An industry group, working with consumer advocates, is calling on policymakers to widen discussions on a proposal that aims to better define certain compliance standards for mortgage service providers.
In a new letter, the Housing Policy Council and four consumer protection group signatories urged federal officials to respond to earlier pleadings calling for longer-term comments and more dialogue on a draft tax taxonomy for government loans. This comment period is currently set to end on December 27th.
The draft taxonomy divides the credit defects insured by the Federal Housing Administration into four levels of risk. They are also divided into six categories: operation, account management, handling of late payments and default, processing of loss reductions, retention of your own home and disposition. The proposal also cross-references the rules in its manual that belong to each of the six different categories and outlines some financial and compliance remedies in the event of errors.
For example, in the case of tier 1 errors such as fraud that a servicer “knew or should have known” due to the involvement of an employee, or warnings in the mortgage file, the FHA demands lifelong compensation. This remedy can generally also be used for level 2 violations involving lack of records and other procedural concerns. Tier 2 violations can alternatively also be remedied through "mitigating documentation" or repayments to borrowers or the FHA. No remedies are listed for things like other procedural violations (level 3) and fraud or misrepresentation that the lender knew or could not have known (level 4).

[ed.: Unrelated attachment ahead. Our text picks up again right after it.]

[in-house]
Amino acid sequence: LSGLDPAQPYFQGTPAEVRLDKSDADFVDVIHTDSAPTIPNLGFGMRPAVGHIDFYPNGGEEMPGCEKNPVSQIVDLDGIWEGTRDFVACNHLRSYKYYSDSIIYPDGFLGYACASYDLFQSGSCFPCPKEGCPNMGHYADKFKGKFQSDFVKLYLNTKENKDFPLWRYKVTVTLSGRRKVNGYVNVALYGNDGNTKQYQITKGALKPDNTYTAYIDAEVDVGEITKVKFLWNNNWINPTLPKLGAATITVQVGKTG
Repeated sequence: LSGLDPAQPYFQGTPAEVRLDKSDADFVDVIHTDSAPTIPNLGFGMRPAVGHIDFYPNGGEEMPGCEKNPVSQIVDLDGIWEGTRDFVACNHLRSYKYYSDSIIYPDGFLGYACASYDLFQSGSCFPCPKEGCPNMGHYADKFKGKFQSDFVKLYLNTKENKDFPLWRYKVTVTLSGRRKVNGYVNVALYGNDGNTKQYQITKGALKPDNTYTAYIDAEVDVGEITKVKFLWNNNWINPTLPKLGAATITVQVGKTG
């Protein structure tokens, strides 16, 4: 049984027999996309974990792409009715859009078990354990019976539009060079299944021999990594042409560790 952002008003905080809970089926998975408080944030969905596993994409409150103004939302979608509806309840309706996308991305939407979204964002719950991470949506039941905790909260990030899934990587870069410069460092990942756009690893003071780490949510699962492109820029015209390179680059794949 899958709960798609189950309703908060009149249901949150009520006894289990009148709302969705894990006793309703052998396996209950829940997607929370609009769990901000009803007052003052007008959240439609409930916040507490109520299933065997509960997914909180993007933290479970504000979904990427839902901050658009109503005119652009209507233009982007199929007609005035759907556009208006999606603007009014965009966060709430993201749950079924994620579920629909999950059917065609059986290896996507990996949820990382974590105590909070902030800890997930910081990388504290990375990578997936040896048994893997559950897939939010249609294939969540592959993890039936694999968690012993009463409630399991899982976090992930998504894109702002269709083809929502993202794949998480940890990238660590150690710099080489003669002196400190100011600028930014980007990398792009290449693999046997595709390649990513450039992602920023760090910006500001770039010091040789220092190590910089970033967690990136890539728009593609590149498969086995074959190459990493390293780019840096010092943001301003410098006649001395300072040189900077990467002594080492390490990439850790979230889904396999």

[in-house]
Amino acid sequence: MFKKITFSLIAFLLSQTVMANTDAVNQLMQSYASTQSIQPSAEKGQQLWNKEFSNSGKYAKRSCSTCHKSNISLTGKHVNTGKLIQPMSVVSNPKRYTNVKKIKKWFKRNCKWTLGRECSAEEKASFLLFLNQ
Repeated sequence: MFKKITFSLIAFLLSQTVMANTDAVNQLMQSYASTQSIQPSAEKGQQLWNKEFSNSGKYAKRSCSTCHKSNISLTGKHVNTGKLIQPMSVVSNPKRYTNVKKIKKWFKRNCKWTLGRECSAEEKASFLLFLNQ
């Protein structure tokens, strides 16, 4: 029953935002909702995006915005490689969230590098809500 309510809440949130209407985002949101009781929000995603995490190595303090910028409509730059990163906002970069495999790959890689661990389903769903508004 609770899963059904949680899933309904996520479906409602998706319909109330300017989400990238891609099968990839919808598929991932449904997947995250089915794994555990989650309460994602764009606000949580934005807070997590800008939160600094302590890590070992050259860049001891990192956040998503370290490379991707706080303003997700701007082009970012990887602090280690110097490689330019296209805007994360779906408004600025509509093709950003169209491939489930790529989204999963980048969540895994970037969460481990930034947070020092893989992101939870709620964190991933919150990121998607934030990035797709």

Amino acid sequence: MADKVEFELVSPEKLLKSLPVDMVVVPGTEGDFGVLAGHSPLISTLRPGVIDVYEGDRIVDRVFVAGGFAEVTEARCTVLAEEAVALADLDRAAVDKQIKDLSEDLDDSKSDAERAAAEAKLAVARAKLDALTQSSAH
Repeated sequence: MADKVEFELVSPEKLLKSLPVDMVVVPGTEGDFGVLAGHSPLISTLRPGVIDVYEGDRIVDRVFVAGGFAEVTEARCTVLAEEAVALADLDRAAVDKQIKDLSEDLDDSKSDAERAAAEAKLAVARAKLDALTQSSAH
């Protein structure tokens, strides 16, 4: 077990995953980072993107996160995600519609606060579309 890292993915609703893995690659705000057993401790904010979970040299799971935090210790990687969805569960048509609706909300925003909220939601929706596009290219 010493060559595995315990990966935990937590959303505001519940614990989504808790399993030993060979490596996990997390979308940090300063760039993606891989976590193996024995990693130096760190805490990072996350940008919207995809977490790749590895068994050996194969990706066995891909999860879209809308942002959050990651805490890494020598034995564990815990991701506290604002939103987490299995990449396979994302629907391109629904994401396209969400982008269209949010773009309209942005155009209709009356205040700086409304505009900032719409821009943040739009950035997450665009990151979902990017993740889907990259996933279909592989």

With nearly 600,000 Federal Housing Administration mortgages seriously defaulting, pandemic suspensions expiring, other servicing rules changing, and a new FHA officer pending, HPC wants a 120-day extension to review its draft classification system. During this time, she would ideally consult with the FHA for more details; and potentially reaching consensus with its members on suggestions on how, ideally, the taxonomy could be built more fully before it is applied. (The taxonomy is based on one used in FHA lending that defines multiple violations and correlates them to specific financial and compliance remedies that are more detailed than those included in the FHA service draft.)
“This starts something useful, like this Level 1 Severity, which says that if there is definite fraud or misrepresentation, the remedy would be lifelong compensation for the loan. Such information is helpful, even if we think it is not necessarily the right thing to do, ”HPC Vice President Matt Douglas said in an interview. “The other three levels were beyond fraud. Which mistakes are important? How important are various, specific errors and what is the appropriate remedy for these errors? We think that this taxonomy just doesn't provide enough clarity on this. "
The HPC sent its final application for renewal to Lopa Kolluri, Assistant Assistant Secretary for Housing, on November 19. The draft taxonomy was published in late October. Both parties feared that advancing the taxonomy too quickly, given the heavy processing loads servicers are currently facing, could be more of a hindrance than a help.
"This is one of the busiest times in servicing history, mortgage lenders trying to get many people out of indulgence and loss control," said Douglas. "More clarity will always be needed, but for now the priority should be to help borrowers make this transition."